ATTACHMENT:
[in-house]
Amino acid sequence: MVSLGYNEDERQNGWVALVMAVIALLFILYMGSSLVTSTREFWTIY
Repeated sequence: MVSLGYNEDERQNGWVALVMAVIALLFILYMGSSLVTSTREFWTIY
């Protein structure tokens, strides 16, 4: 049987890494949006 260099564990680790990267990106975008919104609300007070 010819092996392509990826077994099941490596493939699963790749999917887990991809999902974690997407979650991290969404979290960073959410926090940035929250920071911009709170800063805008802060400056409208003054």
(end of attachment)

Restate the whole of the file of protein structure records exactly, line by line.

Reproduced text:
[in-house]
Amino acid sequence: MVSLGYNEDERQNGWVALVMAVIALLFILYMGSSLVTSTREFWTIY
Repeated sequence: MVSLGYNEDERQNGWVALVMAVIALLFILYMGSSLVTSTREFWTIY
């Protein structure tokens, strides 16, 4: 049987890494949006 260099564990680790990267990106975008919104609300007070 010819092996392509990826077994099941490596493939699963790749999917887990991809999902974690997407979650991290969404979290960073959410926090940035929250920071911009709170800063805008802060400056409208003054």